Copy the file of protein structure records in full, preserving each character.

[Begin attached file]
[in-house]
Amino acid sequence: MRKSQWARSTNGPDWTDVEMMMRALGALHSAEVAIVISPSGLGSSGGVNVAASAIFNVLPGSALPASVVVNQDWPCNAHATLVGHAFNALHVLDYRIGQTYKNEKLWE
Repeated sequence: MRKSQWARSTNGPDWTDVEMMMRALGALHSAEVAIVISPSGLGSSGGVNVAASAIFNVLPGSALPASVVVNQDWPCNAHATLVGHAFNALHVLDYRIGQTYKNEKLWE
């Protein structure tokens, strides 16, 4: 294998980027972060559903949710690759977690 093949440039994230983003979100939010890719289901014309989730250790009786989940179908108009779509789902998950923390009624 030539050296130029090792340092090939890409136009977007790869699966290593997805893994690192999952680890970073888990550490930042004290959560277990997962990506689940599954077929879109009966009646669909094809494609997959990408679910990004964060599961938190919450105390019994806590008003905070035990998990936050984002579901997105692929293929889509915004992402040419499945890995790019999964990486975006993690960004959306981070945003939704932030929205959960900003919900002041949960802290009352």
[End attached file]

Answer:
[in-house]
Amino acid sequence: MRKSQWARSTNGPDWTDVEMMMRALGALHSAEVAIVISPSGLGSSGGVNVAASAIFNVLPGSALPASVVVNQDWPCNAHATLVGHAFNALHVLDYRIGQTYKNEKLWE
Repeated sequence: MRKSQWARSTNGPDWTDVEMMMRALGALHSAEVAIVISPSGLGSSGGVNVAASAIFNVLPGSALPASVVVNQDWPCNAHATLVGHAFNALHVLDYRIGQTYKNEKLWE
């Protein structure tokens, strides 16, 4: 294998980027972060559903949710690759977690 093949440039994230983003979100939010890719289901014309989730250790009786989940179908108009779509789902998950923390009624 030539050296130029090792340092090939890409136009977007790869699966290593997805893994690192999952680890970073888990550490930042004290959560277990997962990506689940599954077929879109009966009646669909094809494609997959990408679910990004964060599961938190919450105390019994806590008003905070035990998990936050984002579901997105692929293929889509915004992402040419499945890995790019999964990486975006993690960004959306981070945003939704932030929205959960900003919900002041949960802290009352």